September 23, 2004
Attending: Althen (minute taker), Barkan, Baughman (chair), Braithwaite, Breckenridge, Buckett, Burton, Carr, Edwards, Frazier, Gilbertson, Guthrie, Hellstrom, Kruse, Lundin, Milner, Nelson, Owens, Reeb, Roper, Silberman, Van Gemert
1. Introductions and Announcements
The meeting began with introductions and each person stating which campus library was their favorite.
Announcements: Frazier recently sent a thank-you letter to 1600 donors to the Parents Enrichment Fund. This fund is the most important source of funds for libraries having raised more than $400,000 last year. Mailings included copies of edited quotations from UW students about campus libraries, "In Their Own Words."
Also distributed were a supplement to Wisconsin Week, "Libraries@UW-Madison" and the Library Strategic Plan. Feedback is invited.
2. Charge to University Library Committee.
Text of the Charge to the University Library Committee was reviewed:
"The University Library Committee (ULC) reviews, consults on, advises, plans for, and receives reports and recommendations on the performance of library services, automation, budget, administrative structure, and allocation of resources. Responsibility for keeping the faculty informed of major issues and for creating opportunities for the faculty to discuss priorities also falls to the committee (see Faculty Policies and Procedures 6:46 B)."
3. Regents' budget proposal for UW libraries.
The Regents' budget proposal includes 6 million for library acquisitions across the UW System. The System allocates this money back to the campuses based on student enrollment. Typically Madison's share is 40%.
The proposed budget also includes a 4.5% tuition increase and a 7% increase in general purpose revenue. The libraries anticipate about a 10% rate in the cost of materials in 2005. If the library does not receive what the Regents have proposed, Frazier will go to campus administration to request additional funds.
4. Reports from campus library directors.
Jo Ann Carr, Special Purpose Libraries, reported that the CIMC is conducting story hours for the Allied Drive neighborhood.
Ed Van Gemert, GLS Deputy Director, said that he was pleased with the work of the Public Services Council. Most notable was the purchase and implementation of SFX linking software (which provides a direct link from databases to full-text version of an article), as well as purchase and implementation of “Refworks” software that enables users to easily create bibliographies. Van Gemert noted the renovation of the Geology Library in Weeks Hall, and the consolidation of the Astronomy Library into the GLS under the direction of Kerry Kresse, Physics Librarian. He also mentioned the musical compositions which had been commissioned for the 50th anniversary of Memorial Library; there will be a recital in the Petrovich reading room on 9/27 at 4:30.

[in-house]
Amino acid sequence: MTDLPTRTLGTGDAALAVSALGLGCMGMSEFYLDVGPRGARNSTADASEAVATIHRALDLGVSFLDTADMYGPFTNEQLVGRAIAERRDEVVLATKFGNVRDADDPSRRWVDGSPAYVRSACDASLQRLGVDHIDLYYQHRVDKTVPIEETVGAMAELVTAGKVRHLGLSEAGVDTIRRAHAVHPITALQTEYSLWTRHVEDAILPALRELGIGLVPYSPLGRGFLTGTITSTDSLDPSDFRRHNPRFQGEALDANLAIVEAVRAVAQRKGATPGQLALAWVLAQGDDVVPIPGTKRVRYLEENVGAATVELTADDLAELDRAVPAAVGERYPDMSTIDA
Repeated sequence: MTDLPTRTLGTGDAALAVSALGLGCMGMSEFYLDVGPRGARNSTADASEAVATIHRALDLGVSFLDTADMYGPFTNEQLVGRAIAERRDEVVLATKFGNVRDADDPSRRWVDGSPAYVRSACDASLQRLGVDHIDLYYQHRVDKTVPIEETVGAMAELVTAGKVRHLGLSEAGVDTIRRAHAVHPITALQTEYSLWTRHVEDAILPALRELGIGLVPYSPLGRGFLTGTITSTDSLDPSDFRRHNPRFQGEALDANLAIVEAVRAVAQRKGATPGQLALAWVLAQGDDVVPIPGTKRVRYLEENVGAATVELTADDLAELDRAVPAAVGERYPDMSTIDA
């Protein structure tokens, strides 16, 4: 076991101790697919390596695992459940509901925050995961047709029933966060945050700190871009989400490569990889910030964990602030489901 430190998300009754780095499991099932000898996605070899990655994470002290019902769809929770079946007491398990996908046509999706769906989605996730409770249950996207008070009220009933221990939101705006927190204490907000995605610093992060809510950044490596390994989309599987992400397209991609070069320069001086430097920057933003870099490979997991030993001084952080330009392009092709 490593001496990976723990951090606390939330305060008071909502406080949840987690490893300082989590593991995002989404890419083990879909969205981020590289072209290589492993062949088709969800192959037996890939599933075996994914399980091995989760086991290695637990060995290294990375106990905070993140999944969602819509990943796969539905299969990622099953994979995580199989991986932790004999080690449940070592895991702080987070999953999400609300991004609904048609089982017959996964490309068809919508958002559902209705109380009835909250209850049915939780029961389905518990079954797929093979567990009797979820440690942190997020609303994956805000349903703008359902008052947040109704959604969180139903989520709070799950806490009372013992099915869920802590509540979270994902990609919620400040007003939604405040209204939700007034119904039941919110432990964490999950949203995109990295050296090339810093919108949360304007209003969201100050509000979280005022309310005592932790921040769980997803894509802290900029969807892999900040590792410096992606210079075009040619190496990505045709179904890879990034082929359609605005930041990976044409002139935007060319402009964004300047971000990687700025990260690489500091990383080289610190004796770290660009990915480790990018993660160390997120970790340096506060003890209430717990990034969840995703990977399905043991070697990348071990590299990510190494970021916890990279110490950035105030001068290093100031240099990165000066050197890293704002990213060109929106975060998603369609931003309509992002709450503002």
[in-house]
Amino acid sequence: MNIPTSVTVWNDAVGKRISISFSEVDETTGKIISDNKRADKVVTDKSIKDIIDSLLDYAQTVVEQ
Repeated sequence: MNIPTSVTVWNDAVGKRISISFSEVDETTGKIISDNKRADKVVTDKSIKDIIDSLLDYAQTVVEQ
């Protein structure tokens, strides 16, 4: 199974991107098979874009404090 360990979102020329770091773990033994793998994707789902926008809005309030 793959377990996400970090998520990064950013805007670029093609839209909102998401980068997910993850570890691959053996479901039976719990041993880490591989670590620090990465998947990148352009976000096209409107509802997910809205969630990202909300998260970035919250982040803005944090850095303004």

Jean Gilbertson, Steenbock Library, reported that the new Information Commons on the first floor of Steenbock has been well-received. They plan to add another 10-15 computers. They have also begun a transition from print-plus-electronic to electronic only format for their journals. They eliminated the print for 78 Elsevier titles and 20 Springer titles. Gilbertson stated that they targeted publishers who they believe have archival issues “under control”.
Carrie Kruse, College Library, described changes implemented for print reserves at College Library. After being on reserve for a class, reserve items will revert to “inactive reserves” and will circulate for 28 day loan. Kruse said that College's Open Book Café would be a programming venue for the Wisconsin Book Festival and would host the “Zine Festival” all day on October 9th.
Another area in which College Library will play a key role is in purchasing additional copies of selected textbooks. Ken Frazier serves on a committee that is looking at the high cost students pay for textbooks. With the average cost of textbooks now exceeding $900 per year, some students are opting to get buy without purchasing textbooks. The committee is looking at possible solutions that will make textbooks more accessible to students without their necessarily having to purchase them.